This article provides an outline of our current understanding of the phylogeny of the kingdom Metazoa, which comprises all multicellular animals (most authors equate Metazoa with Animalia, but a few apply the latter name to a more inclusive group of Metazoa plus Choanoflagellata, the most likely sister taxon of animals). Metazoan phylogenetics has a long pedigree. The first generation of evolutionary biologists in the period immediately following the publication of Charles Darwin's On the Origin of Species enthusiastically embarked upon the challenging task of reconstructing the genealogy of life (Bowler, 1996). The influential research program of evolutionary morphology that was established by Ernst Haeckel and Carl Gegenbaur at the University of Jena in Germany had an especially prominent place at the cradle of metazoan phylogenetics as they and their followers brought both anatomical and developmental evidence to bear on the problems of animal phylogeny.
However, after a strong start in the last decades of the nineteenth century during which phylogenetic research virtually came to define evolutionary biology, interests in reconstructing the phylogeny of life diminished concomitant with a surge to embrace a more experimental approach to biological questions (see Relevance of Understanding Brain Evolution, Evolutionary Neuroethology - A Case Study: Origins and Evolution of Novel Forms of Locomotion in Hippid Sand Crabs (Malacostraca, Decapoda, Anomala).
Yet, although metazoan phylogenetics became a much less conspicuous discipline in biology at the beginning of the twentieth century, research into the deep history of the Metazoa certainly did not disappear altogether. Now, in the twenty-first century, the study of metazoan phylogeny has reached its zenith of popularity. Several factors are responsible for this situation. First, in the late 1980s and early 1990s the first analyses of metazoan phylogeny based on molecular sequence evidence were published, and these provided a huge stimulus for other workers to start analyzing metazoan phylogeny (Bergstrom, 1986; Field et al., 1988; Lake, 1990). Importantly, the continued collection and analysis of new molecular evidence have now established a widely accepted so-called new view of animal evolution (Halanych, 2004).
Second, the early 1990s witnessed the first computerized cladistic analyses of morphological evidence (Schram, 1991; Eernisse etal., 199 ). The compilation and analysis of explicit morphological data matrices made the practice of morphological phylogenetics much more transparent than heretofore. Current phy-logenetic analyses of the Metazoa habitually analyze both molecular and morphological data either separately or combined into a single large data matrix.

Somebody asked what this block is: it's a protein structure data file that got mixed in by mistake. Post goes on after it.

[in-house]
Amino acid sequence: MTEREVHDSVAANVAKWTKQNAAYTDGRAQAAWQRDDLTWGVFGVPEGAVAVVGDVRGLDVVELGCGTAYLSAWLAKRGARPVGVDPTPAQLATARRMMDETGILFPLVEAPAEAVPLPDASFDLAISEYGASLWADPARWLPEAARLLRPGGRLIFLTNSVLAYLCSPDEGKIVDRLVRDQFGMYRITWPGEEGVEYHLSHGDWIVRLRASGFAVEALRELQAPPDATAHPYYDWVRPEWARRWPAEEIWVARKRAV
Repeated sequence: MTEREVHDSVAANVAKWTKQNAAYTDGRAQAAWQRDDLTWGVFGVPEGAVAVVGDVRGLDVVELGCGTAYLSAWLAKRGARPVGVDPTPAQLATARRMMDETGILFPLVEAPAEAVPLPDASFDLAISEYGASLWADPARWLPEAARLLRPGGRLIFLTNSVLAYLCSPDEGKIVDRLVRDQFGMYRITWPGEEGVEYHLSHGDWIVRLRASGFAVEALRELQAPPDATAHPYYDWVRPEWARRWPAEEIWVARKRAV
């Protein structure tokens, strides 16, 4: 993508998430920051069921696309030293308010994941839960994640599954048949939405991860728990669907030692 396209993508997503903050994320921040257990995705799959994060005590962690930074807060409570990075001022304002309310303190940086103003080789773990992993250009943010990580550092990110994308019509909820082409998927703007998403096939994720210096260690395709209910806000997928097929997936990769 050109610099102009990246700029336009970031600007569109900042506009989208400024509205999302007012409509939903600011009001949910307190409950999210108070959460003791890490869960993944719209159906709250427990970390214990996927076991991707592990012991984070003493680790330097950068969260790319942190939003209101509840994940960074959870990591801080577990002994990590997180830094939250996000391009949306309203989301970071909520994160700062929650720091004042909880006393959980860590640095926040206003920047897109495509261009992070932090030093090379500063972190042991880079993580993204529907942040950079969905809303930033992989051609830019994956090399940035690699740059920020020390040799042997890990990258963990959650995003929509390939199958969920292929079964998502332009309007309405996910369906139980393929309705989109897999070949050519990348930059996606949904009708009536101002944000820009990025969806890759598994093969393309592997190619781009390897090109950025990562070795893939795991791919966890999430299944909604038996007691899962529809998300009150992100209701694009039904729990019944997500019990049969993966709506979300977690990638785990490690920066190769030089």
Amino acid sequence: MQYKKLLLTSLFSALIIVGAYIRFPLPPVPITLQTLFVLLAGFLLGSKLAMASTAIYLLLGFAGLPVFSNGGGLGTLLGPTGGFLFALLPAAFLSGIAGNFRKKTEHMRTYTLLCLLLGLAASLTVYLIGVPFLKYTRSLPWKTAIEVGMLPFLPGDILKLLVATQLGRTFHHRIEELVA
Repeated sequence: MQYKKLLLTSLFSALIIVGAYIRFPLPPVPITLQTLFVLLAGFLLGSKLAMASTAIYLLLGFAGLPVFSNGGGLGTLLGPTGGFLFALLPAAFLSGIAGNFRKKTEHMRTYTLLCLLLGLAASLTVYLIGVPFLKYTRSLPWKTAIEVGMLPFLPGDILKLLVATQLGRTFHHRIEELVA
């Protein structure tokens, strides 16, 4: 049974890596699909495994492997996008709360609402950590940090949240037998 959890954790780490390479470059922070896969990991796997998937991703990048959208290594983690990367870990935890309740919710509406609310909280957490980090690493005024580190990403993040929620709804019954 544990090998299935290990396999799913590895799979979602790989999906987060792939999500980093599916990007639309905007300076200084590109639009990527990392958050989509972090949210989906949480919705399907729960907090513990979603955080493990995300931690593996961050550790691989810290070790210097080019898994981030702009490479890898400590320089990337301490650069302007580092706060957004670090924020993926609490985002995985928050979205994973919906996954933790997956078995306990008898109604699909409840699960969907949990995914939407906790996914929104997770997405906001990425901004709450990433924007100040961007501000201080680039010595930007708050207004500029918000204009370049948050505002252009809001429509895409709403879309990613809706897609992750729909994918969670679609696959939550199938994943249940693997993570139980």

Third, the last quarter of the twentieth century also saw the gestation and birth of evolutionary developmental biology - evo-devo in short. The origins of this increasingly mature discipline similarly extend back to the evolutionary morphology of the late nineteenth century. Understanding the large-scale pattern of animal relationships is central to evo-devo because at the core of its research agenda is the desire to understand the evolution of animal body plans in terms of changes in developmental patterns and processes (Hall, 1999).
This article will outline our current understanding of metazoan phylogeny on the basis of available molecular and morphological evidence. The reader should note, however, that no definitive picture of animal relationships can be presented at this time. Metazoan phylogenetics is currently a highly active discipline characterized by a great flux of ideas. Many questions still remain unresolved, and the hope for an overarching consensus should at this time be tempered by the realization that different data sources and methods of analysis may yield conflicting phylogenies, as will be discussed below. Therefore the picture of metazoan phylogeny presented in this article is necessarily provisional. However, one should not underestimate the significant progress that has been made in our understanding of animal relationships in many different parts of the metazoan phylogeny in the last 15 years or so.
It should be noted that the subject area covered in this article is enormous, covering a huge literature. In view of space limitations and in the interest of readability I have included only a minimum of intext citations, principally only a small sample of important recent and comprehensive works that are expressly focused on high-level metazoan phylo-genetics, and review papers. These key references should help guide the interested reader into the vast literature on animal phylogeny. I especially recommend Halanych (2004) and selected chapters in Cracraft and Donoghue (2004) as optimal starting points for a more indepth study of metazoan phylogeny.
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